Q: Humble Student Confident Teacher

Q: How do you balance the humility of a student with the confidence needed to teach?

My teacher asked me this question because he knows I often feel unqualified to teach. What I fear most is giving a student the wrong information. When teaching, you discover how well you think you know the material. You also discover the depths of what you don’t know. I’m learning that it’s acceptable to say, “I don’t know, but I will find out and get back to you.” Students will respect you for your honesty and effort to help them find answers.

As with everything, it takes practice to become a better teacher. It helps to train assistants because I’m now observing their teaching styles and experiments and sometimes they will tell me when they don’t feel confident. I reassure them that they have the knowledge to teach the basics, and then toss them into cold water, as my teacher does to me :)
Teaching update:

Teaching at Chinese School Andover has been rewarding. I enjoy the freedom of creating my own curriculum and thinking of different drills to train the same skills. Despite the once-a-week frequency of classes, my students are picking up the material at a decent pace. I am so grateful for my assistants and they’re fun to work with. They have been extremely helpful and they seem to be developing an affinity for teaching. As one of them says, my classes are like Yin and Yang. My Sunday group is so quiet that sometimes they will be too shy to answer a question like, “Do you want to play a game?” In contrast, my Monday group likes to test their boundaries and my patience. They’re not bad kids, they’re just very eager to tell us what they know. They also have an abundance of energy after sitting in classrooms all day long.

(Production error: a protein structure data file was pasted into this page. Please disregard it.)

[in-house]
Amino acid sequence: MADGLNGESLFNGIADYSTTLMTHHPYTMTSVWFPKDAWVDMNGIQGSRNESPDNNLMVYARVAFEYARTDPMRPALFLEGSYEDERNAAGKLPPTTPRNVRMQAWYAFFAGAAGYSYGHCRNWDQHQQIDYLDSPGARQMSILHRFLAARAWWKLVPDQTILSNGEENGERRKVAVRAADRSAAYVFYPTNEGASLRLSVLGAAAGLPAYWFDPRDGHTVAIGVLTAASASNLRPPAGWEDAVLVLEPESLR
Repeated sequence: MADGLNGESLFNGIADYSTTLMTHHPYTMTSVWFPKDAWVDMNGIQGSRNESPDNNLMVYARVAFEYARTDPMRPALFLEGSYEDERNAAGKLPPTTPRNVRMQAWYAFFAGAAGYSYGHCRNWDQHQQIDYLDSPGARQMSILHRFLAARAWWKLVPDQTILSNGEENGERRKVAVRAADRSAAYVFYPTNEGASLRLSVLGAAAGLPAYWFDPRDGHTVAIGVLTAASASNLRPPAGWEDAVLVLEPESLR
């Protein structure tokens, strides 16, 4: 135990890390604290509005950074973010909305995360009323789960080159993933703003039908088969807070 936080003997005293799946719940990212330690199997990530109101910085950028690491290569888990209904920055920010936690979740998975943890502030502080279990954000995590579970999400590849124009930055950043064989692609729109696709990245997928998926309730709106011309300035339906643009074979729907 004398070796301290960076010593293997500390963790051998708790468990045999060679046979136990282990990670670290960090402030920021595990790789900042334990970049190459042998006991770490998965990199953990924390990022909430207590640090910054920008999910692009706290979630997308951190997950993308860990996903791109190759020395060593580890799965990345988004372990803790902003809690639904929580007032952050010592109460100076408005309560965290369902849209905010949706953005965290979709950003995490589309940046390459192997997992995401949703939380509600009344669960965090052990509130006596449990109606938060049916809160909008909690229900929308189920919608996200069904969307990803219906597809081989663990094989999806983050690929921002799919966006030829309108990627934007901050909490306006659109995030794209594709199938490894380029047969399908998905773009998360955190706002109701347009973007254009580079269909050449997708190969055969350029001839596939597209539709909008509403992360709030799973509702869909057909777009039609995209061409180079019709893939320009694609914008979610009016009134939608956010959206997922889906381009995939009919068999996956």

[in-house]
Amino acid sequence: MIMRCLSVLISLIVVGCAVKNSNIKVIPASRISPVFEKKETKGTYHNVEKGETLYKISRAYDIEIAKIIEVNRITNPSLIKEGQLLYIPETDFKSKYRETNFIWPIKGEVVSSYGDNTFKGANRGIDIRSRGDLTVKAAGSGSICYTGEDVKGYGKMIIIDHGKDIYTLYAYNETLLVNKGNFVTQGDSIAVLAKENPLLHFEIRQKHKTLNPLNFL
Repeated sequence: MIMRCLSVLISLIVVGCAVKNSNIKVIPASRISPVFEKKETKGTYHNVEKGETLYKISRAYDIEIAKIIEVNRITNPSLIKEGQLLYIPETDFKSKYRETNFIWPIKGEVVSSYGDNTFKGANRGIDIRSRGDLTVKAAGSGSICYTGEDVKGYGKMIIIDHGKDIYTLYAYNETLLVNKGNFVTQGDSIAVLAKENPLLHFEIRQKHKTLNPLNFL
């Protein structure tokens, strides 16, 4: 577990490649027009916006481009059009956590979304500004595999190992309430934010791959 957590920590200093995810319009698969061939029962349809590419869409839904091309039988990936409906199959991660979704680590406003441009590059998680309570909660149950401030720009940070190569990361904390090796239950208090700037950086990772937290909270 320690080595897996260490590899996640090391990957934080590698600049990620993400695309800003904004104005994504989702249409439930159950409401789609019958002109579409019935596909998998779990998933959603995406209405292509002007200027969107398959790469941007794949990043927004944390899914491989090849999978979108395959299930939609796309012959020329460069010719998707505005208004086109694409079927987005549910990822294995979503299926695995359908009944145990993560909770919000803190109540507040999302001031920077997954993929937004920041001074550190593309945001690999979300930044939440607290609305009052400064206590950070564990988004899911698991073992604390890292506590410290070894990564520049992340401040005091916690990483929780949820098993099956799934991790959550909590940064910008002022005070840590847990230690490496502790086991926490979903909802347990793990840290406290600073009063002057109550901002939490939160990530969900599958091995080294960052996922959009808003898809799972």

For mental training, I gave my students homework assignments. Three out of 15 students completed the first assignment. To be fair, some of my students are very young and probably did not expect to have homework in a kung fu class. I made homework optional in hopes that they will think about the questions but not dread answering them.

It’s like Groundhog Day during stretching in every Monday class.

me: Keep your leg straight and reach for your toes.
students: This is EASY! It’s SO easy!
me: Bring your elbow to your toes.
students: That’s hard!

The two best parts about teaching are seeing the kids practice with focus and intensity in their eyes, and when they’re smiling because they’re happy to be there.

me: What’s a martial artist?
student: An artist… who draws marshmallows!

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